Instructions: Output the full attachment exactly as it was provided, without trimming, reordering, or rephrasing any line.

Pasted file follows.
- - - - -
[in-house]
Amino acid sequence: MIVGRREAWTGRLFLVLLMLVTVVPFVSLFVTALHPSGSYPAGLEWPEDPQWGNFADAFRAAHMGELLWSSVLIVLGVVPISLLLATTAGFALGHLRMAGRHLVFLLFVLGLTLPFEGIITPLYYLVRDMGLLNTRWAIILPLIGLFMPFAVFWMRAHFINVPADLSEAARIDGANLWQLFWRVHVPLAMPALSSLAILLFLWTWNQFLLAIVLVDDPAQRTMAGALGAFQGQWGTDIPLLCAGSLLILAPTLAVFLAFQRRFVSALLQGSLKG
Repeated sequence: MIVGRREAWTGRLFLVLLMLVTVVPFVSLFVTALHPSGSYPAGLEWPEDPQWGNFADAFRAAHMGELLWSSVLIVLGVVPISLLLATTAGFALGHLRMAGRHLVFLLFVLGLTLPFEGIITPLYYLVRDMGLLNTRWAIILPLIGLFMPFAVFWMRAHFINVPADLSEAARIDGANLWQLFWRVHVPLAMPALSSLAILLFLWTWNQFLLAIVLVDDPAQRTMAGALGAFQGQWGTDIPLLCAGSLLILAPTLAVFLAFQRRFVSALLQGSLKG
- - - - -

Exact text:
[in-house]
Amino acid sequence: MIVGRREAWTGRLFLVLLMLVTVVPFVSLFVTALHPSGSYPAGLEWPEDPQWGNFADAFRAAHMGELLWSSVLIVLGVVPISLLLATTAGFALGHLRMAGRHLVFLLFVLGLTLPFEGIITPLYYLVRDMGLLNTRWAIILPLIGLFMPFAVFWMRAHFINVPADLSEAARIDGANLWQLFWRVHVPLAMPALSSLAILLFLWTWNQFLLAIVLVDDPAQRTMAGALGAFQGQWGTDIPLLCAGSLLILAPTLAVFLAFQRRFVSALLQGSLKG
Repeated sequence: MIVGRREAWTGRLFLVLLMLVTVVPFVSLFVTALHPSGSYPAGLEWPEDPQWGNFADAFRAAHMGELLWSSVLIVLGVVPISLLLATTAGFALGHLRMAGRHLVFLLFVLGLTLPFEGIITPLYYLVRDMGLLNTRWAIILPLIGLFMPFAVFWMRAHFINVPADLSEAARIDGANLWQLFWRVHVPLAMPALSSLAILLFLWTWNQFLLAIVLVDDPAQRTMAGALGAFQGQWGTDIPLLCAGSLLILAPTLAVFLAFQRRFVSALLQGSLKG